Mockingjay Part 2 Review

A chilly, gray world greeted my family and me as we exited the movie theater after watching Mockingjay Part 2. A fresh layer of snow covered everything in a pale blanket.

It seemed fitting.

I didn’t want to listen to music or talk on the ride home. I wanted to sit in silence, thinking, processing. For a while I scrolled mindlessly through my Facebook feed, not really seeing anything. Still absorbing in a numb sort of haze what had unfolded over the past few hours.

Because that’s the type of impression left in the wake of this movie.

Note: If you’ve read the book, you don’t need to worry about spoilers. If not, you should probably hold off.

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The third book was my least favorite, but each movie grew successively stronger, ending on the high note of Mockingjay Part 2. My favorite hands down.

I’m not a fan of splitting up movies, but in this case, it worked out perfectly. One of my problems with Hunger Games was it felt too rushed. Mockingjay took the time to do the book justice, to explore more facets of the story.

Having read the book last year, I knew the plot. No surprises. No twists that caused my jaw to abandon ship. Yet it held me captive.

A Riveting Experience

If you’ve been to a movie in IMAX, you’ve probably seen the bit after the countdown where it says “watch a movie…or be part of one.” That’s how I felt—part of the movie.

  • Invested in every emotional ebb and flow the characters endured.
  • Walking beside them as they navigated the booby traps in the Capital.
  • Feeling every heart-pounding second in the sewers.

I forgot to breathe a few times. Even though I knew what was coming, my pulse still quickened. I remained pinned to my seat, held captive by what played out before me. Quiet scenes balanced the intense moments, preventing it from a grating succession of explosions and chases.

Even so, this wasn’t a tame movie. Not something to calm your nerves or send you sailing softly into the land of Nod.

Dark at times, it painted the grim reality of rebellion and war in stark colors. No sugarcoating. No unrealistic outcomes. Just the pain, loss, and struggle that formed the backdrop from start to finish. The trauma of death and killing. The grief of seeing people you love suffer.

Every personal moment, every conflict between characters, every instance of stabbing poignancy carried a certain weight. I appreciated that we saw the emotional, physical, and mental toll on Katniss. The focus wasn’t on the carnage but on her response to the nightmare around her.

The actors did a superb job of portraying the horrors of war, the desperate fight for hope, the burden of enduring suffering. Jennifer Lawrence and Josh Hutcherson in particular captured the turmoil Katniss and Peeta went through.


Mockingjay Part 2 wasn’t afraid to look into dark corners and ask difficult questions.

  • Could you kill a friend if you had to?
  • What are the effects of war?
  • Where do you draw the lines of justice and revenge?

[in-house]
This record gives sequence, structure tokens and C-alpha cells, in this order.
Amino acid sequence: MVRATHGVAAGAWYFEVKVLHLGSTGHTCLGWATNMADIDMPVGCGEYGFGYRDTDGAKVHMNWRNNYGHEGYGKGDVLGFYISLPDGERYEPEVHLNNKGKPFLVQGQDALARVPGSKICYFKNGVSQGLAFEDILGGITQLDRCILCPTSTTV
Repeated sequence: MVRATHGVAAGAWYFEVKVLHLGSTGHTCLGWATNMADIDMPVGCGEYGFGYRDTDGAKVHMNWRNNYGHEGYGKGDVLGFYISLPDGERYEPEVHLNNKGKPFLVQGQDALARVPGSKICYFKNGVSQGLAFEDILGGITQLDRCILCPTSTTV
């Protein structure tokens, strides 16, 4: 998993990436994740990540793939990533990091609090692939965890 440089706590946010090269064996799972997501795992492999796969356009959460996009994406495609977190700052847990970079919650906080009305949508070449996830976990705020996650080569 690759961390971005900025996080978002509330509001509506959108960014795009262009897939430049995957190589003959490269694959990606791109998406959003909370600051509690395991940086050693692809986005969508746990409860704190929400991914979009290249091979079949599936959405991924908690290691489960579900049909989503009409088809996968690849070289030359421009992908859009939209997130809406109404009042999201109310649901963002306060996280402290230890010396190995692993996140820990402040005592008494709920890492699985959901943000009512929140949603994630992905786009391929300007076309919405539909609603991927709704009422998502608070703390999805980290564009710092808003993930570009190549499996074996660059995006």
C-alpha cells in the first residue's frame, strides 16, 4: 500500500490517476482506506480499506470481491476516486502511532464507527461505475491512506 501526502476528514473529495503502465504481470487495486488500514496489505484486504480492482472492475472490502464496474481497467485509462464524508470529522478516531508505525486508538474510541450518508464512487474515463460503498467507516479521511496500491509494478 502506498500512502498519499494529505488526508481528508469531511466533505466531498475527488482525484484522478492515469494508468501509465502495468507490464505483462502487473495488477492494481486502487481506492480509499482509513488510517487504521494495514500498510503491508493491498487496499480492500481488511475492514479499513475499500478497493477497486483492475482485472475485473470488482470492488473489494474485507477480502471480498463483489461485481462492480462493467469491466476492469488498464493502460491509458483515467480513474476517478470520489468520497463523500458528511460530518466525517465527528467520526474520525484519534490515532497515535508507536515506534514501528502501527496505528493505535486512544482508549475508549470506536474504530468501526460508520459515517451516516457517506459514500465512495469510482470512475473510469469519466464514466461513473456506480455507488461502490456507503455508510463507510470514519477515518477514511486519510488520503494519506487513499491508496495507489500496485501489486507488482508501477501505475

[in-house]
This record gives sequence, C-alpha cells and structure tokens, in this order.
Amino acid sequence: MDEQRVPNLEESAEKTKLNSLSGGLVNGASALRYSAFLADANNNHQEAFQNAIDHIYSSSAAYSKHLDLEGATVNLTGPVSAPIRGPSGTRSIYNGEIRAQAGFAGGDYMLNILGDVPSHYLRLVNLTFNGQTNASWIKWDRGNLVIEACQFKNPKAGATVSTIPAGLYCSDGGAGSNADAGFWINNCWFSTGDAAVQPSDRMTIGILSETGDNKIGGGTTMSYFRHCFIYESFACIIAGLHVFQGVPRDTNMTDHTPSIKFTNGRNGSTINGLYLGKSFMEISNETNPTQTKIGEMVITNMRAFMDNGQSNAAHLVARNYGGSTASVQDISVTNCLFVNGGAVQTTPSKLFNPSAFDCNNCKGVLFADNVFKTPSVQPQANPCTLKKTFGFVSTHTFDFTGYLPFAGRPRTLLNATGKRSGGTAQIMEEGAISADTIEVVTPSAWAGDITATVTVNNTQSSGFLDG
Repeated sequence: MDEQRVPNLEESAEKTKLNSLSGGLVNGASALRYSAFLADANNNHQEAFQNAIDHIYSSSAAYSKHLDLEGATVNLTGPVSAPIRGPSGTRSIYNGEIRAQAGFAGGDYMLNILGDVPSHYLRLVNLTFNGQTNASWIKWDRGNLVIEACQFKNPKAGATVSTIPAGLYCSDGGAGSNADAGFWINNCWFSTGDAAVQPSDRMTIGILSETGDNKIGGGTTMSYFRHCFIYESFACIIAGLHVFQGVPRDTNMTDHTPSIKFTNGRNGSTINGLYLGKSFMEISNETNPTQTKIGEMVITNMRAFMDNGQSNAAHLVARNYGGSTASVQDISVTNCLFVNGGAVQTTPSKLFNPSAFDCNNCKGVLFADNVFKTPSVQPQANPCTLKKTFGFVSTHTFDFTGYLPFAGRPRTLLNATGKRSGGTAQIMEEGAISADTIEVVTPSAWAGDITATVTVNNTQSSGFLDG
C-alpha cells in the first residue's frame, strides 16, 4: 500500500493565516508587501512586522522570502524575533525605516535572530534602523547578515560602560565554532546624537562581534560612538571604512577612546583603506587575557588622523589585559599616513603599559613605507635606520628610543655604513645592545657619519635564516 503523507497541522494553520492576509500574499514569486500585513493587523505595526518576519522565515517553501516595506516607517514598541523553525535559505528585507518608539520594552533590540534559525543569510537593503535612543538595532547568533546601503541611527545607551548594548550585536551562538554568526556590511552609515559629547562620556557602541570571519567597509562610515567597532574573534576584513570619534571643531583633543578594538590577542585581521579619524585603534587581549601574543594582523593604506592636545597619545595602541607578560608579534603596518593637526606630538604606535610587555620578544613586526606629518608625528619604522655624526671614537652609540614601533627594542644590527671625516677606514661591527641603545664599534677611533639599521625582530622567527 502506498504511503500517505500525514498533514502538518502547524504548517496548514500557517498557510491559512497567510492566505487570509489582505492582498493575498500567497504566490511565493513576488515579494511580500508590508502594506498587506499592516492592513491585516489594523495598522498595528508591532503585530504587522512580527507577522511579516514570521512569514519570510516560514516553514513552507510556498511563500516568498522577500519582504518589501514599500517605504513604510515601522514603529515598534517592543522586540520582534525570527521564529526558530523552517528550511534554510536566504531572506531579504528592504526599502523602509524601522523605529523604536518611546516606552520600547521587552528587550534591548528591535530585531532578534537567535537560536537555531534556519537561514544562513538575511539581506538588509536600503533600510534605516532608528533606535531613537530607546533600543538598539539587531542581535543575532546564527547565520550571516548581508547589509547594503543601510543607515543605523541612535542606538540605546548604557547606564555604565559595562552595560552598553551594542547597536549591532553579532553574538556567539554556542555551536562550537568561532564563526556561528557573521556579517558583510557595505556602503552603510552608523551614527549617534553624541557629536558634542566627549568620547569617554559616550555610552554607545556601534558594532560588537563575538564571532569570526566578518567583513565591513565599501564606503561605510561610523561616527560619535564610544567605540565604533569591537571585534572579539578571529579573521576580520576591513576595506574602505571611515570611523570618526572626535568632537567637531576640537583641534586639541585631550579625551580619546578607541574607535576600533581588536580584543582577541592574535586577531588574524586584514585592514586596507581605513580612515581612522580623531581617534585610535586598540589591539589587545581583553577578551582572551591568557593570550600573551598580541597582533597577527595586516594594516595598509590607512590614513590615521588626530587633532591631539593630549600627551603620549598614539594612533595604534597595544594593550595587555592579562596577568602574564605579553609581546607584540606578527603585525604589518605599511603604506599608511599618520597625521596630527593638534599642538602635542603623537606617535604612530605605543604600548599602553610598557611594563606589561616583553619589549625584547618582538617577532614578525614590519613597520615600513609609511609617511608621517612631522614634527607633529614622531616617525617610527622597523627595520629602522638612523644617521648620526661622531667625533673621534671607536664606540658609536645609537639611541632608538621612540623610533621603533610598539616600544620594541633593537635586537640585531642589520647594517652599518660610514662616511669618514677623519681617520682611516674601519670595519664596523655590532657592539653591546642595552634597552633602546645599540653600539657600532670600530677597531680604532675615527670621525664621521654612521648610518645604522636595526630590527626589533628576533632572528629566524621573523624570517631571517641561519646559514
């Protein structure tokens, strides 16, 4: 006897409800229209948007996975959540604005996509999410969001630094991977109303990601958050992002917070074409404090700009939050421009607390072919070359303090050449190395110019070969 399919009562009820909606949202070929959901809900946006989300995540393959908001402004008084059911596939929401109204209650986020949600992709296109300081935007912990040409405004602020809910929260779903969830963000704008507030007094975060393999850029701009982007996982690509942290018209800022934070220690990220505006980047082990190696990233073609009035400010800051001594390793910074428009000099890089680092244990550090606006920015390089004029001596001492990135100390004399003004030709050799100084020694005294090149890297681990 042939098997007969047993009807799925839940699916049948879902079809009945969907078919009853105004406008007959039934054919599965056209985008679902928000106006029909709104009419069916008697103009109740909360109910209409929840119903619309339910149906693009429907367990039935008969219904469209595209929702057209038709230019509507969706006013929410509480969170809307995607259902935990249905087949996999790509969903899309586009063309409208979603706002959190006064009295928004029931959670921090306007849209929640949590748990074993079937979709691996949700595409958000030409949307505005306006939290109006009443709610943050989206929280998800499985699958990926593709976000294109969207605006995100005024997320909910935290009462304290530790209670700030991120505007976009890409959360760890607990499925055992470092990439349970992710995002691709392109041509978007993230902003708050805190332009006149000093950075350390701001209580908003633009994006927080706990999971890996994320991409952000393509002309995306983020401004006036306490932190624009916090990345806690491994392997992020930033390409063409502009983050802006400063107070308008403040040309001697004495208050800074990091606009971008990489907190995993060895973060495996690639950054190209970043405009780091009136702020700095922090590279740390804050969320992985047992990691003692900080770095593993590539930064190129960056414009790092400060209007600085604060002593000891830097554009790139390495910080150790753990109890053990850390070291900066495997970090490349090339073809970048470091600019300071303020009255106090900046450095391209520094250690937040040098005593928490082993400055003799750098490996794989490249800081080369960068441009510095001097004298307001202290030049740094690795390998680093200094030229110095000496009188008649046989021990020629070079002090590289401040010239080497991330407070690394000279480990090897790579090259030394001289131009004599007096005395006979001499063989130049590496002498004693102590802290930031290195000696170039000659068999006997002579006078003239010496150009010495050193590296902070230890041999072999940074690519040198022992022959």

• What compromises can you make on your values?

Sadly, I think the movie missed a few chances to latch hold of concrete answers, preferring to leave them to the fuzzy grayness of interpretation. Penetrating, but ultimately lacking.

My biggest beef with the book was the ending. Too hopeless. A conclusion that left a bitter taste.

The movie, however, did a better job. Yes it was still painful, not as vibrant with hope as I prefer. But the clouds of despair weren’t as potent. It didn’t take quite as dark of a road as the book, and sought to offer a glimpse of light beyond the suffering.

In the end, it made for a haunting conclusion to what turned out to be an incredible movie.

Have you seen Mockingjay Part 2? How do you think it compared with the other movies and the book? I would love to hear your thoughts.


Mockingjay Part 2 Review — 5 Comments

  1. I totally agreed. Loved all of them, I’m not sure anyone could have done a more perfect job than Jennifer Lawrence did. Her acting and emotions were done so well and Josh Hutcherson just got better and better too. The movie left me with a better glimmer of hope than the book did, especially showing Peeta laughing with their son at the end. I wish they would have given us more hope, showing the town rebuilt or more of the family and friends interacting (Haymitch, the mom, Gale, etc). I could always use more hope. 😉 But overall, excellent!

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  3. I loved the way the movie made the ending feel more full of life and hope. In the book, I felt let down with a rushed “and they had kids who played on the field over the graveyard” (paraphrasing here), but the movie gave me a sense of the characters’ journey towards peace, resolution, and quiet joy.
    Thanks for sharing your thoughts!

    • Yes, I was glad the movie did a better job with the ending, because I loved those books and felt the series deserved a better conclusion.

      Thanks for reading!

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